This is a wobbly, slightly out of focus video of my part of the gallery.

You may know that I have a passion for 3D, I don't have time to do enough experimenting. I managed to get two 'wraps' made for the show. You can't really call the vessels as they don't have bases. They are transfer foiled, laser cut and laser engraved S133. A heavy iron on interfacing. I definitely want to spend more time on this line of work.

My good friend Wendy Dolan had a stand opposite our gallery, not only was it great to have a chance to catch up with her, but she also leant me her trainers to help my 'wraps' stay upright. I haven't quite mastered that yet!!!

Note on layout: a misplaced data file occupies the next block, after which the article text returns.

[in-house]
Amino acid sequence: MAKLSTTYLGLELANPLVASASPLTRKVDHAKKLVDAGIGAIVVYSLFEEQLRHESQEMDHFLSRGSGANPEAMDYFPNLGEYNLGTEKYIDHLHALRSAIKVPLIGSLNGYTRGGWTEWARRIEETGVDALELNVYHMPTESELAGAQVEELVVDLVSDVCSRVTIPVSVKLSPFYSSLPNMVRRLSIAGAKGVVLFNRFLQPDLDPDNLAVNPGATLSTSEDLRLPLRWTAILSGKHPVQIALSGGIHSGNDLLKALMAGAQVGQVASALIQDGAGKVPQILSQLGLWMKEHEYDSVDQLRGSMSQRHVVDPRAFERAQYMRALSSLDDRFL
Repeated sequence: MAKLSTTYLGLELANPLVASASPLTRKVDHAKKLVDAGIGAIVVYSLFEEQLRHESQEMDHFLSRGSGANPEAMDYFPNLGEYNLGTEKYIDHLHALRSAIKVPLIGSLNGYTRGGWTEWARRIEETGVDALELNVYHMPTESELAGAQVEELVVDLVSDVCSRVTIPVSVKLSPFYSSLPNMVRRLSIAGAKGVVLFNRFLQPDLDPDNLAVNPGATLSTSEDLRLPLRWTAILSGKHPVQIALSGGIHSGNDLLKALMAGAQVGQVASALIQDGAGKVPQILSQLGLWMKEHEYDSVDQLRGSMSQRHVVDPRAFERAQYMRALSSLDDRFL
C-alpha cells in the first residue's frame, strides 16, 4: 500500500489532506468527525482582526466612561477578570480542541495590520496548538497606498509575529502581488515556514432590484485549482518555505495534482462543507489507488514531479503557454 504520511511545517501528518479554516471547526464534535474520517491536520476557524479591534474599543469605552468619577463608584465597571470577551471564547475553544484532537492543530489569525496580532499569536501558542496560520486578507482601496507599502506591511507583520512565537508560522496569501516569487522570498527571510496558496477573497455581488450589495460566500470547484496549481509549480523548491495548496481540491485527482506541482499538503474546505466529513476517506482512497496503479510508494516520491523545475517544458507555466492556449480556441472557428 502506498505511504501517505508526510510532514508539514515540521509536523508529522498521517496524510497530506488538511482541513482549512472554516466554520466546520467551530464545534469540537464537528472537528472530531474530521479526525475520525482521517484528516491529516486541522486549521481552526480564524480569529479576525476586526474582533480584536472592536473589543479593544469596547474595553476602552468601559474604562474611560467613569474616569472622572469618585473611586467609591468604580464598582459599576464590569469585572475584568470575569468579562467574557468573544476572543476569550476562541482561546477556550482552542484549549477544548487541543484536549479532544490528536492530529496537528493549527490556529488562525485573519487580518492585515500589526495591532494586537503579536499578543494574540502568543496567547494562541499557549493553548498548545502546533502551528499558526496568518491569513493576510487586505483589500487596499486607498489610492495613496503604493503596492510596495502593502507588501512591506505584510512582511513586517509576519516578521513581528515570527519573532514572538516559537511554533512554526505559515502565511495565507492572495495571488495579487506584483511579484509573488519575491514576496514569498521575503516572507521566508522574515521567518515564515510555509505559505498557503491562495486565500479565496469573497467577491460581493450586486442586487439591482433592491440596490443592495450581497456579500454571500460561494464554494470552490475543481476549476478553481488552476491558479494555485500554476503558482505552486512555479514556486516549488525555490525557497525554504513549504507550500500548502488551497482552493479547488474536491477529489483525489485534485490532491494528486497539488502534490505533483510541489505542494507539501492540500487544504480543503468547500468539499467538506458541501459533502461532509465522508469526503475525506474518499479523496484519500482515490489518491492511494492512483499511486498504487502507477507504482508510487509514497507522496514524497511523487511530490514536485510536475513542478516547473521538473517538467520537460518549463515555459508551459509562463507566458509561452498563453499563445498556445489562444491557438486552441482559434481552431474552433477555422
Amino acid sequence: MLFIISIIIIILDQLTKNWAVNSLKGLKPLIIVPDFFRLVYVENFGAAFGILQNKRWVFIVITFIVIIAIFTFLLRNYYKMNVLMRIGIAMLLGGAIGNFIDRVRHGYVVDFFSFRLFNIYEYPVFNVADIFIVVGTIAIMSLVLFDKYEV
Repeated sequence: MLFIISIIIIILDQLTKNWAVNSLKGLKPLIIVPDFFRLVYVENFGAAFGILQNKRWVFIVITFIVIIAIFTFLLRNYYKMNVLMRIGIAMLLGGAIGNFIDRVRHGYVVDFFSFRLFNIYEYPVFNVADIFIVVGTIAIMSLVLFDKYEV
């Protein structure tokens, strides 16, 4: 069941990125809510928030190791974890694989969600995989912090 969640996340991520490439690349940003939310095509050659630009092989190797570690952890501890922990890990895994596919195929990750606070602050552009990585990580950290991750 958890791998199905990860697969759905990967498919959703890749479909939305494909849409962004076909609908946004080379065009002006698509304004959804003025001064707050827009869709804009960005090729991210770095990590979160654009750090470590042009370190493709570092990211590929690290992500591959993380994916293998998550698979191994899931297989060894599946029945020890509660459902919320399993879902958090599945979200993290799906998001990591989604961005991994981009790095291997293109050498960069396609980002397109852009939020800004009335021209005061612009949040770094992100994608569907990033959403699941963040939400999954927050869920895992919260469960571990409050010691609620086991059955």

I have been playing with a new fusible web that can be painted and printed on as it doesn't have a backing paper. Great for overlaying. These four canvases are as far as I got.

Layers of printed and painted fusible web decorated with gilding flake, mica flakes and hand stitch. Mounted onto canvases.

Those of you who have been following my exploits during and since my trip to New Zealand in January, will be aware of my love of baby wipes!!! I use them to clean my printing blocks. I was so pleased with the baby wipes I ended up printing and re printing on them and totally forgot about my 'proper' printing.

One of the baby wipes mid stitch

 I chose 12 baby wipes to stitch into . . 

The baby wipes mounted on canvases.